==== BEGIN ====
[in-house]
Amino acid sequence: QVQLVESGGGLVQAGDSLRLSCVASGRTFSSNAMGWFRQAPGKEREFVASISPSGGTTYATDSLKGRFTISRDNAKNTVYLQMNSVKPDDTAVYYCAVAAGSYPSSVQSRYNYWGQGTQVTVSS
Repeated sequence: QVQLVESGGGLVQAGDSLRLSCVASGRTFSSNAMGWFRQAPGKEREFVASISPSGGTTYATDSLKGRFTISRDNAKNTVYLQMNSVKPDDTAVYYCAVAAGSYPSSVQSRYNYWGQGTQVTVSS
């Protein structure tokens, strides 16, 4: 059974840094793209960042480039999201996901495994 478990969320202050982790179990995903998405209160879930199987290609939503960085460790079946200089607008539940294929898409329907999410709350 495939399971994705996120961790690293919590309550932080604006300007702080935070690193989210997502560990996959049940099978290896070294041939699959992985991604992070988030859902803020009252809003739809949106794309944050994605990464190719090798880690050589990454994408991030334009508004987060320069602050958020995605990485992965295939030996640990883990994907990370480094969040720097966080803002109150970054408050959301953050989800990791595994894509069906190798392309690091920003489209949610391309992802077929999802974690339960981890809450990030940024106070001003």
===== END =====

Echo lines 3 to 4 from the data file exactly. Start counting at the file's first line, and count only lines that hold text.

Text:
Repeated sequence: QVQLVESGGGLVQAGDSLRLSCVASGRTFSSNAMGWFRQAPGKEREFVASISPSGGTTYATDSLKGRFTISRDNAKNTVYLQMNSVKPDDTAVYYCAVAAGSYPSSVQSRYNYWGQGTQVTVSS
């Protein structure tokens, strides 16, 4: 059974840094793209960042480039999201996901495994 478990969320202050982790179990995903998405209160879930199987290609939503960085460790079946200089607008539940294929898409329907999410709350 495939399971994705996120961790690293919590309550932080604006300007702080935070690193989210997502560990996959049940099978290896070294041939699959992985991604992070988030859902803020009252809003739809949106794309944050994605990464190719090798880690050589990454994408991030334009508004987060320069602050958020995605990485992965295939030996640990883990994907990370480094969040720097966080803002109150970054408050959301953050989800990791595994894509069906190798392309690091920003489209949610391309992802077929999802974690339960981890809450990030940024106070001003």